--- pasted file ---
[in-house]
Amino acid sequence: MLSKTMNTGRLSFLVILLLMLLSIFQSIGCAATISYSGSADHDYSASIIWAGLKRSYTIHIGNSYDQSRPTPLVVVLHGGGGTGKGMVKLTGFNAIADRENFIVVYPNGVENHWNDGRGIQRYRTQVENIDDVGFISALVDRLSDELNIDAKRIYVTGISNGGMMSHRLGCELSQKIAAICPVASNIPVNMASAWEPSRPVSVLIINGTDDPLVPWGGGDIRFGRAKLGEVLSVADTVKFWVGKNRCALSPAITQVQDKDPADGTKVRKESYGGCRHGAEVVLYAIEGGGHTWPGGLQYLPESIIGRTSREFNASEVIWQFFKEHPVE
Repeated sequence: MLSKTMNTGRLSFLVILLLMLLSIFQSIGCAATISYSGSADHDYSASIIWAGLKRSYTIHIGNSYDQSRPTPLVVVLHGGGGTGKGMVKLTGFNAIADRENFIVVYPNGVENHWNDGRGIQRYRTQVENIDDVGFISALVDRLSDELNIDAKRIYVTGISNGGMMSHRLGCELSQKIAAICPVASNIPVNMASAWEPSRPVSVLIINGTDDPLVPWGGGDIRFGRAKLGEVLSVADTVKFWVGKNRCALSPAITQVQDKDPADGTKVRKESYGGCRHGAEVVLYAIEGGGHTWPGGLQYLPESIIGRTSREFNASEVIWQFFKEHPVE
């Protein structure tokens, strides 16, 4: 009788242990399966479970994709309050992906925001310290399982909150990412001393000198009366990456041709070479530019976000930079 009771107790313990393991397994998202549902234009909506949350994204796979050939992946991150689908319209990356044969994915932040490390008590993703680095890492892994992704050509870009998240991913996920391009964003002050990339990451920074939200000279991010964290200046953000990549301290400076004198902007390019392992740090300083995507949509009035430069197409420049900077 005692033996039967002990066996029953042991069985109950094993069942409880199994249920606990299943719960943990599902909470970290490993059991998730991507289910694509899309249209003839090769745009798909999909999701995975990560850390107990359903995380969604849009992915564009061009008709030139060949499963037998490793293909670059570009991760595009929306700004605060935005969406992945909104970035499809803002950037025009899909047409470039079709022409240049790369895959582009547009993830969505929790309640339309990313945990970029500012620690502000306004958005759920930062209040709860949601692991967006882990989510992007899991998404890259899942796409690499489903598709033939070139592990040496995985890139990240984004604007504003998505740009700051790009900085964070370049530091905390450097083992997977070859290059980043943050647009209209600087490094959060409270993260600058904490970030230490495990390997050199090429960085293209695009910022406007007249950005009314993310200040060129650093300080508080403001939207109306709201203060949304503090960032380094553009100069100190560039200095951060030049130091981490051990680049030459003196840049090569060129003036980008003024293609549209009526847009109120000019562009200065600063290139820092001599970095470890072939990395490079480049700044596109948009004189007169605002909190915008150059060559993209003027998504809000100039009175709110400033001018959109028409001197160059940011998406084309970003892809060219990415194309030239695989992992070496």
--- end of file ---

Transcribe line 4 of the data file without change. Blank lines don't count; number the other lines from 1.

């Protein structure tokens, strides 16, 4: 009788242990399966479970994709309050992906925001310290399982909150990412001393000198009366990456041709070479530019976000930079 009771107790313990393991397994998202549902234009909506949350994204796979050939992946991150689908319209990356044969994915932040490390008590993703680095890492892994992704050509870009998240991913996920391009964003002050990339990451920074939200000279991010964290200046953000990549301290400076004198902007390019392992740090300083995507949509009035430069197409420049900077 005692033996039967002990066996029953042991069985109950094993069942409880199994249920606990299943719960943990599902909470970290490993059991998730991507289910694509899309249209003839090769745009798909999909999701995975990560850390107990359903995380969604849009992915564009061009008709030139060949499963037998490793293909670059570009991760595009929306700004605060935005969406992945909104970035499809803002950037025009899909047409470039079709022409240049790369895959582009547009993830969505929790309640339309990313945990970029500012620690502000306004958005759920930062209040709860949601692991967006882990989510992007899991998404890259899942796409690499489903598709033939070139592990040496995985890139990240984004604007504003998505740009700051790009900085964070370049530091905390450097083992997977070859290059980043943050647009209209600087490094959060409270993260600058904490970030230490495990390997050199090429960085293209695009910022406007007249950005009314993310200040060129650093300080508080403001939207109306709201203060949304503090960032380094553009100069100190560039200095951060030049130091981490051990680049030459003196840049090569060129003036980008003024293609549209009526847009109120000019562009200065600063290139820092001599970095470890072939990395490079480049700044596109948009004189007169605002909190915008150059060559993209003027998504809000100039009175709110400033001018959109028409001197160059940011998406084309970003892809060219990415194309030239695989992992070496």